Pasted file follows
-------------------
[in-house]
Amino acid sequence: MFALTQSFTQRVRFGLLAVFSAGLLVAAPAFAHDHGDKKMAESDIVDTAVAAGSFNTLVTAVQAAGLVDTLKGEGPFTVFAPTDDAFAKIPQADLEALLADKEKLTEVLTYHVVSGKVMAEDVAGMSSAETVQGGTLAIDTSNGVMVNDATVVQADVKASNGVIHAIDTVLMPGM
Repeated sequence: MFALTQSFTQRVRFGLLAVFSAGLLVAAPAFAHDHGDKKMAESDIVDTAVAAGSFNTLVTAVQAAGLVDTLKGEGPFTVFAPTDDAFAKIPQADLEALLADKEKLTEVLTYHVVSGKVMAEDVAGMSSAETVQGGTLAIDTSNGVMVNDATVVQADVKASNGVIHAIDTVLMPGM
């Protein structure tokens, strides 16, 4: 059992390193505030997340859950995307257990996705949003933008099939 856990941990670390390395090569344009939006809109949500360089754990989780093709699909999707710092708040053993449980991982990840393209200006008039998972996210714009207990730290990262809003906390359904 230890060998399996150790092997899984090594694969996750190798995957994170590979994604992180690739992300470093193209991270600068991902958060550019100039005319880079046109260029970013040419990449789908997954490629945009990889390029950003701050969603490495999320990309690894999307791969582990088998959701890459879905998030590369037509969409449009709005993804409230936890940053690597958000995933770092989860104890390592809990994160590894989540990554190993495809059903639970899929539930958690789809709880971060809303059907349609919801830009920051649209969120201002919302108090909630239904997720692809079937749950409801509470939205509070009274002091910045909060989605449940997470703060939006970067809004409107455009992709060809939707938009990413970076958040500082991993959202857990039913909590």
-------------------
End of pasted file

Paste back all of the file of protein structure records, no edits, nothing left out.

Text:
[in-house]
Amino acid sequence: MFALTQSFTQRVRFGLLAVFSAGLLVAAPAFAHDHGDKKMAESDIVDTAVAAGSFNTLVTAVQAAGLVDTLKGEGPFTVFAPTDDAFAKIPQADLEALLADKEKLTEVLTYHVVSGKVMAEDVAGMSSAETVQGGTLAIDTSNGVMVNDATVVQADVKASNGVIHAIDTVLMPGM
Repeated sequence: MFALTQSFTQRVRFGLLAVFSAGLLVAAPAFAHDHGDKKMAESDIVDTAVAAGSFNTLVTAVQAAGLVDTLKGEGPFTVFAPTDDAFAKIPQADLEALLADKEKLTEVLTYHVVSGKVMAEDVAGMSSAETVQGGTLAIDTSNGVMVNDATVVQADVKASNGVIHAIDTVLMPGM
């Protein structure tokens, strides 16, 4: 059992390193505030997340859950995307257990996705949003933008099939 856990941990670390390395090569344009939006809109949500360089754990989780093709699909999707710092708040053993449980991982990840393209200006008039998972996210714009207990730290990262809003906390359904 230890060998399996150790092997899984090594694969996750190798995957994170590979994604992180690739992300470093193209991270600068991902958060550019100039005319880079046109260029970013040419990449789908997954490629945009990889390029950003701050969603490495999320990309690894999307791969582990088998959701890459879905998030590369037509969409449009709005993804409230936890940053690597958000995933770092989860104890390592809990994160590894989540990554190993495809059903639970899929539930958690789809709880971060809303059907349609919801830009920051649209969120201002919302108090909630239904997720692809079937749950409801509470939205509070009274002091910045909060989605449940997470703060939006970067809004409107455009992709060809939707938009990413970076958040500082991993959202857990039913909590």